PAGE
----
Children of the Moon, Chapter 6: Renegade

Black snakes lounged on jalousie windows
dozing until evening to dine
on the raucous chir-chirr-chir-ring tree frogs

Mira worked with her father in the garden
sunlight flying down in soft arrows,
imbedding in the flesh of the air

Heat murmured, a murmur she heard
near the ground among marigolds and lilies
and her father’s favorite roses

She listened for her white and brown terrier:
Solis, he might be hurt;
she looked around: Or lost in the woods;
Him? her father replies, Lost?

Mira weeded among the light green leaves
and aromatic white clusters of shell ginger,
and Solis trotted through the side yard

He passed white-eyed purple bougainvillea;
a multicolored jewel necklace hanging
from his jaws

Dropping it at her side he waited for praise;
What is that? her father jumped to his feet
A coral snake, Mira said;
Not likely, her father looked closer:
Oh, it is.

A metallic whirring caught their attention
as a mosquito truck rolled down the street,
fog coursing from its sprayers

Sprinting into the house, Mira called Solis
and he followed; her sisters and brothers
already closing all the windows and doors

Setting off in the morning, carrying penknives,
canteens and mess kits, Mira, Will, Laurel
and Sandy followed an asphalt road;
waves of heat created mirages of lakes
always ahead on the black adhesive strip

Sandy showed them coins of tar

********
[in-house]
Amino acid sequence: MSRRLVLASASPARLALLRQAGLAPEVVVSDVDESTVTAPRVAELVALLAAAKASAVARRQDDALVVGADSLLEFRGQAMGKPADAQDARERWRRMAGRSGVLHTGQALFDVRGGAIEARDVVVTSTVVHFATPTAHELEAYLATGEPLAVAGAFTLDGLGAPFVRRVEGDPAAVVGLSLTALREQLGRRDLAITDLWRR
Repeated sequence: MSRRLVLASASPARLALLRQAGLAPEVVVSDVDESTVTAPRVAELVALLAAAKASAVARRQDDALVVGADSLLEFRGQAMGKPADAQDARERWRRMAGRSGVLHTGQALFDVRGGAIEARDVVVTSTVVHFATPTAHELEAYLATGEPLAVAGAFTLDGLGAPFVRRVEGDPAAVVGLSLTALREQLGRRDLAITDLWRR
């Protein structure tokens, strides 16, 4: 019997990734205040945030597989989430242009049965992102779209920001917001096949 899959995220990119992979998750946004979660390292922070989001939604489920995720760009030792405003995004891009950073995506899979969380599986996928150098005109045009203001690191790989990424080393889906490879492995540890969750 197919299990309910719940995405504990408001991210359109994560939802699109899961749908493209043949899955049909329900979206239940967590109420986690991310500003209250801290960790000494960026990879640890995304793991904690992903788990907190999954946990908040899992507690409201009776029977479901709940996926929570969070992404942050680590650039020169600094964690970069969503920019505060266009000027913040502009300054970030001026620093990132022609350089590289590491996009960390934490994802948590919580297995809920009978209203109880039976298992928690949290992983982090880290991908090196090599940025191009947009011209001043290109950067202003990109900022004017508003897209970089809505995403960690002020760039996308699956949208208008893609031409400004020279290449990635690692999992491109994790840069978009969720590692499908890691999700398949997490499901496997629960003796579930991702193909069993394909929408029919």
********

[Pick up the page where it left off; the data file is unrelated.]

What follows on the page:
on the soles of his sneakers
and they passed a great blue heron
lying by the side of the road, glistening
feathers dulled by dust and dried blood

Crossing a roadside ditch, they each
left a footprint in the crusted mud to mark
where they entered the woods

An indigo snake scaled the parched lips
of the ditch, seeking shelter in the grass;
bright yellow mullein flowers shocked
the evergreen and palmetto
in dashes of sunlight and dots of shade

Mira suggested: Let’s go to the fire tower;
and they pounded down paths
through sand blackberry

The palmettos thinned out, fan-like leaves
theatrical against the backdrop of sand-plain;
in a scattering of scrub pine, some lower branches
drying and barren of needles,
they scanned for fossils

Climbing to the top of the fire tower
they surveyed a thickening web of forest;
an eagle picked up from the horizon
and as it spiraled above them
they lifted their eyes to its broad level wings

A path ran back into the forest
and along the way, they found seed pods
and wild raspberries; quartered light fell
on deep-green nightshade
and blue dusky palmetto

At noon, they rested on cool layers
of pine needles and shared their food
as the needles glowed russet-gold

Sandy said: I would like to live in a log cabin
far out in the woods with a friend or two;
you can make everything, grow your own food.

Mira said: I’ve thought about living on my own;
and visualized her grandmother’s people:
That’s what Seminole means:
Breaking away. Renegade. To me
it means free.

To read Children of the Moon: The Prologue, click here

You can follow the links from there at the bottom of each chapter’s page.


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